The largest forest corridor network in Central Europe takes a huge step forward
The environmental organization BUND (Friends of the Earth Germany) is advancing the connectivity of German forests. Within its large-scale project “Safety Net for the European Wildcat” BUND will implement six new migration corridors in order to reconnect isolated forest patches. The overall aim of the project is the restoration of a nationwide network of forest habitats with a total length of 20,000 kilometers.
The project is one of the major conservation initiatives in Europe and thus relevant internationally. Wildcat migration routes were calculated and mapped on a scientific basis using results from studies on wildcat habitat use. The concept incorporates possible forest connections to most neighbouring countries, thus providing an important tool for biotope networking across national borders. During meetings with experts from neighbouring countries such as Austria, Belgium, the Netherlands, and Poland several collaboration were initiated.
The corridors are swaths of trees and scrub between isolated woodland areas sometimes up to 50 meters wide. Natural habitats throughout central Europe are heavily fragmented and isolated by roads, settlements and extensive agricultural areas. This poses major problems for wildlife conservation. Many forest species, such as the endangered wildcat, need shelter in order to be able to migrate to new habitats. Thanks to the green corridors planted by BUND, wildcats can disperse safely and establish further populations.
Hubert Weiger, the Chairman of BUND, states: "Our wildcat corridor project proves that in alliance with local communities, reconnecting forest areas is a feasible task. Aided by volunteers and supported by authorities, politicians, and land users, we are able to relink the rare old-growth deciduous forests – which is a crucial contribution to the conservation of biodiversity”.
Since 2004, BUND has been working on such a “Safety Net for the Wildcat”. The project has been classified as a conservation showcase by the German Federal Ministry for the Environment, Nature Conservation and Nuclear Safety (BMU), an IUCN Member. Now the organization has been granted 3.8 million Euros by the Federal Nature Conservation Agency (BfN), also an IUCN Member, from the federal aid program for maintaining biodiversity to continue forest reconnection activities and push forward the conservation of the wildcat. Together with BUND’s own resources and contributions from other supporters, 5.2 million Euros are now available for the project. Furthermore, BUND started an awareness raising campaign in 2010 in order to gain public support for biotope networking and wildcat protection which has a volume of 1 million Euros (co-financed by the LIFE+ EU grant).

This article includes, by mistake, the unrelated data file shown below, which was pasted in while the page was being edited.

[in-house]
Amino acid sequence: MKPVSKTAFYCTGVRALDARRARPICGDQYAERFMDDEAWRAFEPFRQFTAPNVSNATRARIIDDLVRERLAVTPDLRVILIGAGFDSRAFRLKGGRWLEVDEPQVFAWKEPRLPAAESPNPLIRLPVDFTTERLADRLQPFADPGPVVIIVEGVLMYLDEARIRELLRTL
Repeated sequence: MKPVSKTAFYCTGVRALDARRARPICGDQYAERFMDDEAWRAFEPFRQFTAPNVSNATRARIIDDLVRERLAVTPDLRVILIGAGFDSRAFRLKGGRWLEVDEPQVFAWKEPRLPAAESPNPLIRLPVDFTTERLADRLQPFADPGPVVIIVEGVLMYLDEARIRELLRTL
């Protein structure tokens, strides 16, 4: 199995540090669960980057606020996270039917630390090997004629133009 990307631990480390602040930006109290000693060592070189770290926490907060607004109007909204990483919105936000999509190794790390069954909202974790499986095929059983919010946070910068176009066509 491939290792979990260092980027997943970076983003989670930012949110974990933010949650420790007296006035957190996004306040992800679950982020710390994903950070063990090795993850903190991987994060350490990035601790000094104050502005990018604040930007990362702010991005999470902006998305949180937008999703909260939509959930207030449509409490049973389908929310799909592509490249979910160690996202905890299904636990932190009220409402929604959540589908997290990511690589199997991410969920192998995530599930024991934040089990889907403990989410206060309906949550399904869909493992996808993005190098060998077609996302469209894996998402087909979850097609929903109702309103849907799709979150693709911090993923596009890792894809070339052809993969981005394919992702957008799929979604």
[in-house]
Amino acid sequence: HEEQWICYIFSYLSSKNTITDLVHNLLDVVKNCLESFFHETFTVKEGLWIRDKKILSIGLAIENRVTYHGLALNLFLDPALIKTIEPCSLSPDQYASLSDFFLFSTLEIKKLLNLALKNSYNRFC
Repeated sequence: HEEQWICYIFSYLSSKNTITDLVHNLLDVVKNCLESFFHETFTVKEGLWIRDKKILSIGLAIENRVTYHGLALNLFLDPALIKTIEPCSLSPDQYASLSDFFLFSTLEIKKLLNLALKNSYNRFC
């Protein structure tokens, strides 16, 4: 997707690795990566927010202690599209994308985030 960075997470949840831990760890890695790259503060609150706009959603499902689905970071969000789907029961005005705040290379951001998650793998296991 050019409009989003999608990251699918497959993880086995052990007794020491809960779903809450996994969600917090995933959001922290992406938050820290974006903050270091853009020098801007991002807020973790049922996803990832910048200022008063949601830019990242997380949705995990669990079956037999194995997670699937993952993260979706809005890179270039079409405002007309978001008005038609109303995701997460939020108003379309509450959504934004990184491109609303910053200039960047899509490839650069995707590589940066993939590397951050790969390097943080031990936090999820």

The number of wildcats in Germany is estimated between 5,000 and 7,000 individuals. In many European countries however, e.g. Poland and the Czech Republic, the wildcat has already become extinct. This is why the species has been chosen by BUND to represent many other forest species endangered by landscape fragmentation in today’s Europe.
The issue of habitat fragmentation and green infrastructure is crucial to European biodiversity. Hence great interest is shown by experts from numerous countries for the Pan-European conference of the Infra Eco Network Europe (IENE) taking place in Potsdam, Germany on 21-24 October 2012. The conference will discuss various aspects of transportation, infrastructure, and ecology. Approximately 200 experts and decision makers from four continents are going to discuss best practices for ecologically sustainable infrastructure. The event starts with a visit to the sites of the three leading habitat reconnection projects in Germany, including one of the sites of the BUND project "Safety Net for the Wildcat“ in Thuringia.
- BUND wildcat corridor project
- Wildcat corridor map
- Printable pictures of the wildcat
- BUND (FoE Germany)
- IENE conference
Contacts for the press
Dr. Friederike Scholz, BUND Expert on wildcat, Tel +49 30 275 86 483, firstname.lastname@example.org